I finally got around to watching the film, Rosewater. It's about an Iranian-Canadian journalist Maziar Bahari who is detained by Iranian forces who brutally interrogate him under suspicion that he is a spy. I was particularly interested initially because it was directed by Jon Stewart of Daily Show fame and written by him and the central character himself, Mr. Bahari.
At first I was stunned at the ubiquitous display of propaganda all over Tehran; on the side of buildings, signs and bill boards everywhere. But then it occurred to me, there are parallels here too. But in America the propaganda is not about the religion of Islam. It's about Western religion, capitalism.
An American can really never be out of the reach of marketing, public relations, sales campaigns and any and all devices used to convince us that the royal road to happiness is through consumption. Someone please explain to me how we are different.
The key event in the movie was the election of President Mahmoud Ahmadinejad and the mass voter protests that his election provoked. It was apparent that the election was rigged and the voice of the voter was ignored. I thought, this can't happen here.
Then another parallel popped into my mind. The presidential election of 2000 when George W. Bush received about a half million votes less than Al Gore and finally, after questionable machinations, was appointed the winner by the Supreme Court. It was the first election in 112 years in which a president lost the popular vote and still won the election. Then I was reminded of the impact of gerrymandering when we locally re-elect incumbents up to 90 percent of the time; these being the same incumbents who get a 7 percent approval rating by voters at large.And then economist Lawrence Lessig's book, Lesterland: The Corruption of Congress and How to End It, where he shows us that the voting public never gets a chance to really vote on anyone but those who have been vetted and pre-approved by the moneyed interests in the United States.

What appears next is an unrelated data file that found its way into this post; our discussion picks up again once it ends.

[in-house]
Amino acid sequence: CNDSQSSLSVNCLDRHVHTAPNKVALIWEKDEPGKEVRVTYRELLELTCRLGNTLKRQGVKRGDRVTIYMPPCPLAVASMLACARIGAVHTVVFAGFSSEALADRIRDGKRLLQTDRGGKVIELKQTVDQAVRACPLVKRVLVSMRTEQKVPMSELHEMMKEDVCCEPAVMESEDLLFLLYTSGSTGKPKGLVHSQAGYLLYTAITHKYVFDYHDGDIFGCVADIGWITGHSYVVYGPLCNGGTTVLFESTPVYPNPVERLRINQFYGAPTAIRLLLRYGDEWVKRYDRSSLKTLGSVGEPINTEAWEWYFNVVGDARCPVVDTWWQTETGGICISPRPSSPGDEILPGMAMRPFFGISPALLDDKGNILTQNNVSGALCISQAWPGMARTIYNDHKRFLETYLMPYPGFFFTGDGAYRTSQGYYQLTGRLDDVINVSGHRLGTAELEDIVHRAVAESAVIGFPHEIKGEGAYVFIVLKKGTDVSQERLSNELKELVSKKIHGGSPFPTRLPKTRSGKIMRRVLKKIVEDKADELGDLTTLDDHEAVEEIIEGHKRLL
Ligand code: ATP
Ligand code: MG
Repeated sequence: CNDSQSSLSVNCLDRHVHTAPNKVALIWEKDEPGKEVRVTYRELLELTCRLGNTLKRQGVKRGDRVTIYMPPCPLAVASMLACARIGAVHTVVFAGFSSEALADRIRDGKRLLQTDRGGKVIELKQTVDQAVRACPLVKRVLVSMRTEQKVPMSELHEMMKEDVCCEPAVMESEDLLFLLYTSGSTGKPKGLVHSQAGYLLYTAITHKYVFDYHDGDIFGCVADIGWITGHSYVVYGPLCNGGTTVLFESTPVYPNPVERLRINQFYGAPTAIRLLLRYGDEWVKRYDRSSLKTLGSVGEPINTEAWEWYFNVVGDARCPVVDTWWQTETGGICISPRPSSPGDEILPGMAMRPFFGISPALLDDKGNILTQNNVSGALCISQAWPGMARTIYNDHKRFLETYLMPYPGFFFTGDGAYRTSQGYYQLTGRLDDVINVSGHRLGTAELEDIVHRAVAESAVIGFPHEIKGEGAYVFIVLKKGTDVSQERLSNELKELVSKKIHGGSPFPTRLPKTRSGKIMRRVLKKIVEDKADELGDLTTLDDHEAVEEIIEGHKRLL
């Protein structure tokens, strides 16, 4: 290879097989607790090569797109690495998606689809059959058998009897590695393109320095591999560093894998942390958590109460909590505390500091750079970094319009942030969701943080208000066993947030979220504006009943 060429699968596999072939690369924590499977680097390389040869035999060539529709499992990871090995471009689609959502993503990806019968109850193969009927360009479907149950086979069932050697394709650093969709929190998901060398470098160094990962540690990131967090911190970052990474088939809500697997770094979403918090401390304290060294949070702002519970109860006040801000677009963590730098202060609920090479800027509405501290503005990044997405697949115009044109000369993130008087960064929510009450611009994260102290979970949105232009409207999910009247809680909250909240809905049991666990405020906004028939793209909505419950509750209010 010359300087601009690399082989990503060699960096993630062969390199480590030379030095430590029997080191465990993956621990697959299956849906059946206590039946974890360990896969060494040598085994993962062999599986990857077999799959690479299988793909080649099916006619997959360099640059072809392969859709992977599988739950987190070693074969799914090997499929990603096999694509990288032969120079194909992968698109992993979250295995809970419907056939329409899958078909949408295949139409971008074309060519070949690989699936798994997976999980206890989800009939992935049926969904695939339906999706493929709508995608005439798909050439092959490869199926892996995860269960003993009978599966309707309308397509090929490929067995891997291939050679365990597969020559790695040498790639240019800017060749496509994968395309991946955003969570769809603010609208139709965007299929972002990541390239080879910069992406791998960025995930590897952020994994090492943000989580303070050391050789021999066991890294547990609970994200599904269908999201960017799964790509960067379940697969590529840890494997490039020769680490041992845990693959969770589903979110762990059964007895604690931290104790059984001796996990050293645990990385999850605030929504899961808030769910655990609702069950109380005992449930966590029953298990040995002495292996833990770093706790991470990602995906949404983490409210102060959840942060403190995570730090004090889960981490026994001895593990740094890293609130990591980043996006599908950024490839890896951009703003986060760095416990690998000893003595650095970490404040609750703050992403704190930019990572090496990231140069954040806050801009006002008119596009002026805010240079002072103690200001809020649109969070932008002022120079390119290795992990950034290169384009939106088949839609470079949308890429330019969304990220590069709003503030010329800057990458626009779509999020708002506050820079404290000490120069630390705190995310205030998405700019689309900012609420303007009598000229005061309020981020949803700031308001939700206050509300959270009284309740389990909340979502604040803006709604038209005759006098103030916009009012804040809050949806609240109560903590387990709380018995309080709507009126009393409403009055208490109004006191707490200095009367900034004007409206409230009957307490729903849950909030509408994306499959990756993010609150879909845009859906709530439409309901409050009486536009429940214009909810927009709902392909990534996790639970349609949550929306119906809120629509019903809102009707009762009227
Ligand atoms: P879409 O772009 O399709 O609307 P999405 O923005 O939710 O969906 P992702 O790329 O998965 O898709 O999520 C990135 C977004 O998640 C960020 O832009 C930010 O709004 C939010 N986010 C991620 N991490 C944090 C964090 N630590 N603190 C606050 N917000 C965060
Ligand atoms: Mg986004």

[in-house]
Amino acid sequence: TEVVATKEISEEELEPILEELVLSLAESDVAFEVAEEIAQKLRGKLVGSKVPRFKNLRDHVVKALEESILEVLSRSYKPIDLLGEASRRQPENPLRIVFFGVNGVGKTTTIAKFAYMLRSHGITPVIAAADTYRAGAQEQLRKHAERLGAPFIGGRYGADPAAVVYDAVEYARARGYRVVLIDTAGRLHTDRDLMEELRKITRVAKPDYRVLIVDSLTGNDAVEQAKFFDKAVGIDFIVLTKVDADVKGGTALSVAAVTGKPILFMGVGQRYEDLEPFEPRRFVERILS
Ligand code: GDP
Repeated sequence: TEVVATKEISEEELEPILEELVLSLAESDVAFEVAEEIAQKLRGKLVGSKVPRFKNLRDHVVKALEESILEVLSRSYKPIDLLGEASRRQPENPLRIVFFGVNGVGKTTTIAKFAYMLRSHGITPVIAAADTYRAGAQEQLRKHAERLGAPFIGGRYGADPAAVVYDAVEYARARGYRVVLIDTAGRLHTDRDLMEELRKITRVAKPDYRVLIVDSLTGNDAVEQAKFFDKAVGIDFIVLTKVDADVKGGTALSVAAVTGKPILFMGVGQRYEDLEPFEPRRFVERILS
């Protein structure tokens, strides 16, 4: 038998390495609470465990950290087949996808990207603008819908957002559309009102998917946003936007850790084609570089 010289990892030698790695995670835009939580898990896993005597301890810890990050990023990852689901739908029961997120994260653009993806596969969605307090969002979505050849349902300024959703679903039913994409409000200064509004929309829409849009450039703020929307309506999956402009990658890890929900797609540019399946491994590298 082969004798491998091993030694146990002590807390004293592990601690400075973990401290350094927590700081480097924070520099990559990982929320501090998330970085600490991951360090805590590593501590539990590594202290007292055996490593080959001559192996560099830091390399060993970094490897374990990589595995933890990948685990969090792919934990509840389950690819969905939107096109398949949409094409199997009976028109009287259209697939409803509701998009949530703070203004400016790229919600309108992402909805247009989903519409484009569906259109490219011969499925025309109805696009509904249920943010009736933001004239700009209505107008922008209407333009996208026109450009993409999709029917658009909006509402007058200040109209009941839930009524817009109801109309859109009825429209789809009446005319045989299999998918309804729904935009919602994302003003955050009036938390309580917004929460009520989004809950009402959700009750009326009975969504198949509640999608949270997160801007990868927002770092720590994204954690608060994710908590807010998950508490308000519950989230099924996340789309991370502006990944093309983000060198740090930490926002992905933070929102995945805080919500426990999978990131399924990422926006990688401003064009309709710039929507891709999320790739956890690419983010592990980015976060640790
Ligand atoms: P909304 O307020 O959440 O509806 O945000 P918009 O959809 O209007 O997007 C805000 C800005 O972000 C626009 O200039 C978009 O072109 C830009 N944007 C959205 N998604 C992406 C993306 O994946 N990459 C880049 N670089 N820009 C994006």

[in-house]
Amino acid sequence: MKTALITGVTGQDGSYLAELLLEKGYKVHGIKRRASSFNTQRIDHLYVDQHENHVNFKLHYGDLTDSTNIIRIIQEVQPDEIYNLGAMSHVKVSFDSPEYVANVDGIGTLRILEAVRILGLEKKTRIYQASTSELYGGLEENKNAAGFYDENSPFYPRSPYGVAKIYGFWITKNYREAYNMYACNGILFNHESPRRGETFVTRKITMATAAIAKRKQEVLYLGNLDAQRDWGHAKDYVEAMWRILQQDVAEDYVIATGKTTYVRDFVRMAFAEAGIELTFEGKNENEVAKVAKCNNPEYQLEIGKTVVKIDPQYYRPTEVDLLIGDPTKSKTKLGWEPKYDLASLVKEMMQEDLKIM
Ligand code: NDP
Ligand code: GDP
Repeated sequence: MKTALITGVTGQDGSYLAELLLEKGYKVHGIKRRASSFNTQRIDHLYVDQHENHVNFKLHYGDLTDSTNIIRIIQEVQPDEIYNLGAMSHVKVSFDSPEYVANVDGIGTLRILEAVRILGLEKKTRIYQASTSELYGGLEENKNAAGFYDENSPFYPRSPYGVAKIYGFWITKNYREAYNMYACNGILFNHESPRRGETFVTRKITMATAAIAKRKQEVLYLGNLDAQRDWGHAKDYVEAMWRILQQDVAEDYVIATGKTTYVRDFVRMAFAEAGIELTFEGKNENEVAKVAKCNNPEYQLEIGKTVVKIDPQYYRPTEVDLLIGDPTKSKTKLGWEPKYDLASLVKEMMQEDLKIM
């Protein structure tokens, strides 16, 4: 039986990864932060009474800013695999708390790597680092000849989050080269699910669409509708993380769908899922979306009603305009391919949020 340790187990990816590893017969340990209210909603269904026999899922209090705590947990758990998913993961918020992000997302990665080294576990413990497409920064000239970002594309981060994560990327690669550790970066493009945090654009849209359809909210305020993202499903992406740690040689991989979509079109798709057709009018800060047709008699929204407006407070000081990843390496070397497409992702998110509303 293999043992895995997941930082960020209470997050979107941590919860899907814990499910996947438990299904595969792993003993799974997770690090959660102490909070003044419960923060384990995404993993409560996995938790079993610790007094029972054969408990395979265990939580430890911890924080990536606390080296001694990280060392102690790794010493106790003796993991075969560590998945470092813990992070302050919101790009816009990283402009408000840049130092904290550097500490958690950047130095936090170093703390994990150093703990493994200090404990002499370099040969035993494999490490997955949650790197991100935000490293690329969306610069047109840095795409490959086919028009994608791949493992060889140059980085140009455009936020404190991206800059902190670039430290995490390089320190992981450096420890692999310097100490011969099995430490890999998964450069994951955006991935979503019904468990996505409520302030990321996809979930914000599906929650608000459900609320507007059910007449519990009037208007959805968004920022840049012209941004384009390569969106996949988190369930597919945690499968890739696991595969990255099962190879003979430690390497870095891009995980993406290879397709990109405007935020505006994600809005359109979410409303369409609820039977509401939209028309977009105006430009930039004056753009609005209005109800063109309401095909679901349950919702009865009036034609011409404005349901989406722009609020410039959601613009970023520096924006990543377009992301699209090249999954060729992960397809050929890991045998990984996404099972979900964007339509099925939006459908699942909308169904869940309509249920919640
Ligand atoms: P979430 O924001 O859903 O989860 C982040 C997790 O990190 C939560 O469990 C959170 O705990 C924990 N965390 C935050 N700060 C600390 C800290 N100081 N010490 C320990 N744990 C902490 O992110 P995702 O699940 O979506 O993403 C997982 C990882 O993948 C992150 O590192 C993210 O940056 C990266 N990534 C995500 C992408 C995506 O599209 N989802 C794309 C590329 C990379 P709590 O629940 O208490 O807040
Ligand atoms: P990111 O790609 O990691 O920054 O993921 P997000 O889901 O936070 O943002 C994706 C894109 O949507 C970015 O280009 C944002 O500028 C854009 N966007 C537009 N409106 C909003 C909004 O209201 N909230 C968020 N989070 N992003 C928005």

The film did an excellent job of showing how the ruling Iranian theocrats imposed their will on the masses through various forms of physical and mental intimidation and control of the propaganda machine. I thought, well at least that's not the case here in America until I began thinking about the recent Princeton University study. It proved the American voter has little to no influence on the laws passed by Congress. It also shows a direct correlation of their legislative outcomes to the needs and desires of the mega wealthy in America, otherwise known at the 1 percent.
Finally it all came together for me. Iran is simply a constructed enemy; an enemy constructed by American propagandists for political purposes. Much the same way we are used as a constructed enemy called the great Satan by the propagandists in Iran.
But how does this happen? How can this kind of propaganda be so effective? Then I began to think about an item I had read on line somewhere. It had to do with the attitude of the German people about overblown nationalism. You know the kind I'm thinking about, "we're the greatest people on the planet" kind of hubris. They're very cautious about this way of thinking. They have learned from their past and how damaging this kind of delusion can be. All they needed was a lunatic named Hitler to reinforce their hallucinations and lead them into creating one of the greatest tragedies in modern times, WW II, when untold millions died.
So what does that have to do with the film? It shows that while we are fed enough propaganda about our exceptionalism to distract us, we can also be led to believe that somehow we should be relieved to not live in places like Iran. That they are different and by being so are inferior to our better system.
I won't argue which is better or worse. I will argue that the parallels I found give me lots of reason for concern. Especially as our over-extended 2016 presidential campaign farce begins and we hear from candidates who just know they need to send our sons and daughters into harm's way to combat another constructed enemy.